My point is simply that one should realize that this way of criticizing Kelo is in obvious tension with the notion that the courts should not thwart the political actors unless the Constitution very specifically addresses the asserted interests in the case in hand. Of course, that was always an odd argument to make, and yet it has not stopped people from insisting on asking questions like whether there is a "right to abortion" or a "right to homosexual sodomy" in the Constitution ... as if one would expect such a thing in the first place.
8.4.2005 3:52pm
TL:
The aforementioned is primarily intended for persons other than you, Medis. Specifically, Nobody's delicious argument seems to leave a foul taste in my mouth (looks like duck, tastes like mock duck).

But Medis, I know for a fact that the Ct's application of these grand principles in Kelo were errant. I know that the Framers didn't think that a pharmaceutical lab/plant was a "public use." How do I know? #1) I have read an average-above average amount of their stuff. #2) I had an Eleanor Roosevelt-style seance with several of the Framer's just last week. They were quite mad about this.
8.4.2005 4:01pm
TL:
Remember, even a textualist judge has to apply the general judicial philosophy of originalism to the facts of individual, actual cases and controversies. And that is where we monday-morning quarterbacks get to play. I think Kelo is the most direct ignoring of "Legislative history" (the Const., no not the AL legislature) that the Sup Ct. has ever done.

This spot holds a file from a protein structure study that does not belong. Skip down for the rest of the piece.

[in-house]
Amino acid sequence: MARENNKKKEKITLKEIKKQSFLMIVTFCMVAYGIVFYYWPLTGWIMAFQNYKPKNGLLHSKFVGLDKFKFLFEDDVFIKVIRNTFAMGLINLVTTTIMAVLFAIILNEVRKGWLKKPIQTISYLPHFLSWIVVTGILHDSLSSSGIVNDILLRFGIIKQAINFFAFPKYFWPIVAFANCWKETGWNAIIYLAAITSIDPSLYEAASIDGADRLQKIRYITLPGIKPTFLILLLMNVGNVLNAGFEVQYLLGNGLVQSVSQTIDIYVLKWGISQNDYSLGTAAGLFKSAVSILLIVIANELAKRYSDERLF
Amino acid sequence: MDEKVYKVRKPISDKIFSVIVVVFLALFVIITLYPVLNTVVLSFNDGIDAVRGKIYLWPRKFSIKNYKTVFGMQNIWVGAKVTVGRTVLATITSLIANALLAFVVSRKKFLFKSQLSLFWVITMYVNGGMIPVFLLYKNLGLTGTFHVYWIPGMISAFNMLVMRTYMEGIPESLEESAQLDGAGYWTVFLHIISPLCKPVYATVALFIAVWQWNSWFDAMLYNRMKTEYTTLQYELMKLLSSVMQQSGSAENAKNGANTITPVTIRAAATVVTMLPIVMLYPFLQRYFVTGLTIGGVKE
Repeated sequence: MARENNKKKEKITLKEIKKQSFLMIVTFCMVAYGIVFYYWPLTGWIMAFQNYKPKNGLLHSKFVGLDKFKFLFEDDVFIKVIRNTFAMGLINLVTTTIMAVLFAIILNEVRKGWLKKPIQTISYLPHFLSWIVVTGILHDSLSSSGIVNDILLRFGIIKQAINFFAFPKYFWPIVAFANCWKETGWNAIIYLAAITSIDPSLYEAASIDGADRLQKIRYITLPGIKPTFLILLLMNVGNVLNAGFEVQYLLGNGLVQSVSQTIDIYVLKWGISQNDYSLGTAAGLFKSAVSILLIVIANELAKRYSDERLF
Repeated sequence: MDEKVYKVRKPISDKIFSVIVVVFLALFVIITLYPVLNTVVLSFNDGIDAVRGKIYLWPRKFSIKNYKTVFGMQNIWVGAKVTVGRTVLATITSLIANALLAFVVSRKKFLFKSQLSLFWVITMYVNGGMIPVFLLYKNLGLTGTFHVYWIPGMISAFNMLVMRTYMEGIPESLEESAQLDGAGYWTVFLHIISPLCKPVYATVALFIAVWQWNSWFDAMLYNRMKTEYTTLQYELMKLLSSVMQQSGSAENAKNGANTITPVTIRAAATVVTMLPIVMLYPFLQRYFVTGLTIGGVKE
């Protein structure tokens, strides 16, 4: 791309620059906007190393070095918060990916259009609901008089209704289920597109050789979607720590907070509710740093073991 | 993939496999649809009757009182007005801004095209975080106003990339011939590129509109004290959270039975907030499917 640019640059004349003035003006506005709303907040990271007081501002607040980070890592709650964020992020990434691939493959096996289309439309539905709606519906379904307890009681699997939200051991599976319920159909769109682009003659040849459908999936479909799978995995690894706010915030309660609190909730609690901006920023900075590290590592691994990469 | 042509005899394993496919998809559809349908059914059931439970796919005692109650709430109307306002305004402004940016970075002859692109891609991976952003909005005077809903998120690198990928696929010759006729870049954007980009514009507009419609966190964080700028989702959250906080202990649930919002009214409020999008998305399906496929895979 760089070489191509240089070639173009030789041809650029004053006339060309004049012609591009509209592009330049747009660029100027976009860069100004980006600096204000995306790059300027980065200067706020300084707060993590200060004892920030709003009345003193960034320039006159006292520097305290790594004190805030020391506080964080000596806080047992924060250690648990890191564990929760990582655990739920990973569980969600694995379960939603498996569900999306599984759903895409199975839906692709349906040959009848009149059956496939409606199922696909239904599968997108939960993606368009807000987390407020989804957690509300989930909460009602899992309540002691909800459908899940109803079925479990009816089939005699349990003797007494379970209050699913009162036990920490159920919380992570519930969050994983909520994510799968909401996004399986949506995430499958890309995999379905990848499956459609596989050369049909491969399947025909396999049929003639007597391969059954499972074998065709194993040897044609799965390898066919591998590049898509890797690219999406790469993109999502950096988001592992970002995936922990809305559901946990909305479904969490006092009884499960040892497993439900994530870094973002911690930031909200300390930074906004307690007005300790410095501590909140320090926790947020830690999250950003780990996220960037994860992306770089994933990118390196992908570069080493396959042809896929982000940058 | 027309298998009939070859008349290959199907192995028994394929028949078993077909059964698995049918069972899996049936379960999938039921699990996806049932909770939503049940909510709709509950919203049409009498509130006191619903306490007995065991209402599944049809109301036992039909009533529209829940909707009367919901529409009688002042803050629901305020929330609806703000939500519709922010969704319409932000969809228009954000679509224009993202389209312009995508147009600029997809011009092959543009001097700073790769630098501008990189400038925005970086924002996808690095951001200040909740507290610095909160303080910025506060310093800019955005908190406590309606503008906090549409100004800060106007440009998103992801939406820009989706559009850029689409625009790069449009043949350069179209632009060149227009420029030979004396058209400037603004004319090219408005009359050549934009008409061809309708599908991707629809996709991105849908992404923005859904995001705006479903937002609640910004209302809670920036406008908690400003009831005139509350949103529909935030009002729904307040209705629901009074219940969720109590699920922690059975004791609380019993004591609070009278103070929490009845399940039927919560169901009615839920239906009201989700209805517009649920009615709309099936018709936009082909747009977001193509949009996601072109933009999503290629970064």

8.4.2005 4:04pm
Brett Bellmore (mail):

I think Kelo is the most direct ignoring of "Legislative history" (the Const., no not the AL legislature) that the Sup Ct. has ever done.


I don't know, there are some awfully strong contenders for that booby prize; The post Civil war Court's treatment of the 14th amendment, for instance, (Which lingers on in the form of only partial "incorporation".) or the New Deal Court's treatment of the formerly [i]interstate[/i] commerce clause, the way the Court allows the 6th amendment's guarantee of trial by jury in [b]all[/b] criminal cases to be violated in the case of "petty" offenses, even if multiple charges cause the aggregate time in prison you're facing to mount up into decades... The Court on frequent occasions has accorded the Constitution all the respect due a snot rag.
8.4.2005 4:57pm
Nobody (mail):

I think Kelo is the most direct ignoring of "Legislative history" (the Const., no not the AL legislature) that the Sup Ct. has ever done.


I think Brown v. Board of Ed. takes that particular prize. The Congress which enacted (is that the correct verb?) the 14th Amendment was responsible for running only one public school system, the District of Columbia's. The DC schools were segregated. How can one claim that the framers of the 14th Amendment meant to prohibit school segregation, when they themselves operated segregated schools?
8.4.2005 5:26pm